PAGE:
Resort Guide 2018: West #3
Sixteen big bowls scallop across snow-kissed alpine heights. Vistas are majestic, punctuated by glaciers, crags and spires. The skiing seems to go forever—two hulking mountains, 8,150-plus inbound acres, and one mile of rise. “It’s big! No, it is huge! No, it is massive!” While North America’s largest and most visited ski resort offers heaps of attributes and entertainments, this signature pairing of exceptional natural beauty with expansive and diverse skiing remains the heart of its appeal. “A skier’s dream!” Whistler’s other amenities—from fresh waffles in a mountaintop hut to Basque tapas in a cosmopolitan bar, and from indoor axe throwing to a Scandinavian
spa in the woods—are all bonus. “Whistler has it all.” “Even if you don’t ski, there is too much to do.” “Great apres!” “Great nightlife and events.” “Great kids programs.” “Great vibe.” “Great service.” The eternal downside is the mercurial weather, which brings 38 annual feet of snow but can yo-yo from perfect powder to glop to serious hardpack. “Your timing has to be good for the best conditions.” “When the clouds roll in, visibility can get dodgy.” “It can rain.” Newer downsides come from the resort’s year-round buzzing popularity. “Parking is difficult.” “Hotels show wear.” “Traffic backed up for miles.” The impact of Whistler Blackcomb’s new corporate owners, Vail Re- sorts, remains to be seen, but some things here will never change: “A sunny day here is pure heaven.” And “no resort makes you a better skier.”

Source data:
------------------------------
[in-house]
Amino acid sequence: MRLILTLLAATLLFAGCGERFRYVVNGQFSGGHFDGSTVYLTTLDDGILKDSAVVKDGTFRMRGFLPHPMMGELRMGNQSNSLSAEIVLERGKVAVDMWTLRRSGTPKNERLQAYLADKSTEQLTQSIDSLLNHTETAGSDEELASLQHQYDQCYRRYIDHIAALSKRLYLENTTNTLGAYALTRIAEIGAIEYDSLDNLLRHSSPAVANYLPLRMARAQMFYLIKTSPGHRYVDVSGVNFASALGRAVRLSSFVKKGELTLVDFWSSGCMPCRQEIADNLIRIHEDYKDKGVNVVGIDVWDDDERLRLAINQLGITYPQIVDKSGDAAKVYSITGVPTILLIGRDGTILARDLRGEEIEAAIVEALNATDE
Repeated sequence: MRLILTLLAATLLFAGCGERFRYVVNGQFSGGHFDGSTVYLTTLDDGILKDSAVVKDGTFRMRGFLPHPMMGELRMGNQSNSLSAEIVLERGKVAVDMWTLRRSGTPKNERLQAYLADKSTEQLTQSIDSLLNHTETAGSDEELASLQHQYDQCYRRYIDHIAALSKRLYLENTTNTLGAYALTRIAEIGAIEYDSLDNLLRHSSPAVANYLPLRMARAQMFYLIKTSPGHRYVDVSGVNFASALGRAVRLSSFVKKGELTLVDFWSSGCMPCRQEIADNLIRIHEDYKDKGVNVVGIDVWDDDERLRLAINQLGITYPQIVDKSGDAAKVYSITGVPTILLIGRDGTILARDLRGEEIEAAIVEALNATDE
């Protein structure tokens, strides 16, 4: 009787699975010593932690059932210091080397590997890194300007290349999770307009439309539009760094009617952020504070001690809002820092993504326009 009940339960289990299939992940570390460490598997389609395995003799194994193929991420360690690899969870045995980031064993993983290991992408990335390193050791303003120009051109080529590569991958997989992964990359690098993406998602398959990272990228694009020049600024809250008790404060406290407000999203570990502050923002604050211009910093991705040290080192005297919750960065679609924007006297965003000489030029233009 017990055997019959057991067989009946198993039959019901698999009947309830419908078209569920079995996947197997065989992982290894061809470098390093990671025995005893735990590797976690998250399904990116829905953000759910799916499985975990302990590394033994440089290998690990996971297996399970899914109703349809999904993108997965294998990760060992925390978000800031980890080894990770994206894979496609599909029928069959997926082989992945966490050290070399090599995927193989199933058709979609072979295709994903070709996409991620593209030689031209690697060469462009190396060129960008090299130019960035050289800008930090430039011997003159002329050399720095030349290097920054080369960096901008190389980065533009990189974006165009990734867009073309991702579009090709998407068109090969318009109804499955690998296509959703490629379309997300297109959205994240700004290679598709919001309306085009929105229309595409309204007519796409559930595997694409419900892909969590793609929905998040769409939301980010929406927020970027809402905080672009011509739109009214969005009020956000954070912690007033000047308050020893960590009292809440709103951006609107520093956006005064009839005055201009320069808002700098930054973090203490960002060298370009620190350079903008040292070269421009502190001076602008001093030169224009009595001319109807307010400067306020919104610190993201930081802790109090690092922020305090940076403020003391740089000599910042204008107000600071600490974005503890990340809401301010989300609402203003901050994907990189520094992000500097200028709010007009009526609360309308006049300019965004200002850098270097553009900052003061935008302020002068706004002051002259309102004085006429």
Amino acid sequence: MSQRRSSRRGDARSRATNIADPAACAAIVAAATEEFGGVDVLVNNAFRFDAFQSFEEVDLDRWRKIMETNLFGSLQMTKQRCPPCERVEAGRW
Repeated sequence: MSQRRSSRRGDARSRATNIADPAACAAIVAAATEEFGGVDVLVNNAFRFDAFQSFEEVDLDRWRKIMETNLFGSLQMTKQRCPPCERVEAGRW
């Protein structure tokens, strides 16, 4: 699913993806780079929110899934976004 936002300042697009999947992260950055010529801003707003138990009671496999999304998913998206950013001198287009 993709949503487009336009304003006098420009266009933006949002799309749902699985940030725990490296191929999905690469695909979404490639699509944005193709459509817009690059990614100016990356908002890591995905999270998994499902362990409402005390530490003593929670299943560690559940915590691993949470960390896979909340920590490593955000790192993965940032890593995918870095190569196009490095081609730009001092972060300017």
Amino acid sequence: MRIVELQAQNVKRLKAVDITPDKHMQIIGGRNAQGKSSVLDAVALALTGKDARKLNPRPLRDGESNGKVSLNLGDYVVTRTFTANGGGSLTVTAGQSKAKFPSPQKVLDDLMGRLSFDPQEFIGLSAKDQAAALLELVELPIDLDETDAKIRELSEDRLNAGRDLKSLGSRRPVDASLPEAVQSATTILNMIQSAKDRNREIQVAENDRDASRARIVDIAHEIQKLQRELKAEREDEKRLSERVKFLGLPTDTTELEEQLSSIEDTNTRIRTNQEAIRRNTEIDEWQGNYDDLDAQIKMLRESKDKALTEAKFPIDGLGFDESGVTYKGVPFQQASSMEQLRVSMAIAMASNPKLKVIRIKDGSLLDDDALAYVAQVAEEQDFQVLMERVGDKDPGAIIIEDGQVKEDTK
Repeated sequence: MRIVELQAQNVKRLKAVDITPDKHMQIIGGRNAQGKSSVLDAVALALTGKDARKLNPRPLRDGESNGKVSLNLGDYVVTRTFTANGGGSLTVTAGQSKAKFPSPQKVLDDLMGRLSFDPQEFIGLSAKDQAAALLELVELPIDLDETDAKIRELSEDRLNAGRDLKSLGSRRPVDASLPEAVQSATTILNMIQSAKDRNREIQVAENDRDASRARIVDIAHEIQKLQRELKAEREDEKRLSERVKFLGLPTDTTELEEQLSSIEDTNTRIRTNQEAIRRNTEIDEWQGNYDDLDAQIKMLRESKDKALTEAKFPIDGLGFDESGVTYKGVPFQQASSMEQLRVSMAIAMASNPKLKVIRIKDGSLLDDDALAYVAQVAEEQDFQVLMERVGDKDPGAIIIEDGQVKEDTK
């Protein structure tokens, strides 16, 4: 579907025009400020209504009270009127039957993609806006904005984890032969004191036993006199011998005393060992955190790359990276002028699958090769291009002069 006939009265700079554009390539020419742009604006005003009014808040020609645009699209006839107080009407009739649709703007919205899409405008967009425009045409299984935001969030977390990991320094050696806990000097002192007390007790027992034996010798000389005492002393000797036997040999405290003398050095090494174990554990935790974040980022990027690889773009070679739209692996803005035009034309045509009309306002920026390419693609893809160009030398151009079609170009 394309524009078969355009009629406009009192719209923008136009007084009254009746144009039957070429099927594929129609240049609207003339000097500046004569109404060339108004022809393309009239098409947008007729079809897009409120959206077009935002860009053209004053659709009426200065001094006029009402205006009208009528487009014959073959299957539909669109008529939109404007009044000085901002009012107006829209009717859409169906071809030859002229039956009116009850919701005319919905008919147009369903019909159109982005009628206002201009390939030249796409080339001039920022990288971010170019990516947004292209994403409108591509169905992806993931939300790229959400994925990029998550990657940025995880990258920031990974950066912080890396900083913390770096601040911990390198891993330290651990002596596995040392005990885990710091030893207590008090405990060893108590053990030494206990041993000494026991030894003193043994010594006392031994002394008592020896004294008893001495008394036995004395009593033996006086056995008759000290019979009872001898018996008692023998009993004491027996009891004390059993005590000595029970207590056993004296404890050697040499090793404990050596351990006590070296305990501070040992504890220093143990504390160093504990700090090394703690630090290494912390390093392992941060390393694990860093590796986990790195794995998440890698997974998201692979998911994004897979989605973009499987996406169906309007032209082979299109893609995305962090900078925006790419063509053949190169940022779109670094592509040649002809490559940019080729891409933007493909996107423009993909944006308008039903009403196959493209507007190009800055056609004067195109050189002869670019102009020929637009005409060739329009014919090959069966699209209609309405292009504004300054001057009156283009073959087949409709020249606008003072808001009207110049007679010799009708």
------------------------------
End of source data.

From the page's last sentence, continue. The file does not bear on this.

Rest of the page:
In case you’ve been living under a rock, Vail Resorts now owns Whistler Blackcomb, which means the Mountain Collective pass is out, but the Epic Pass, with all its reciprocal resorts, is in.
Hike up and over Blackcomb’s Spanky’s Ladder to the serious expert terrain of the Gemstone Bowls. Go with a guide if it’s your first time.
The Dirty Bowl or a bacon-maple doughnut at Portobello.
Whistler Mountain’s new year-round Peak Suspension Bridge hovers in thin air over the heights of Whistler Bowl, spanning 1/10th of a mile and proffering 360-degree views.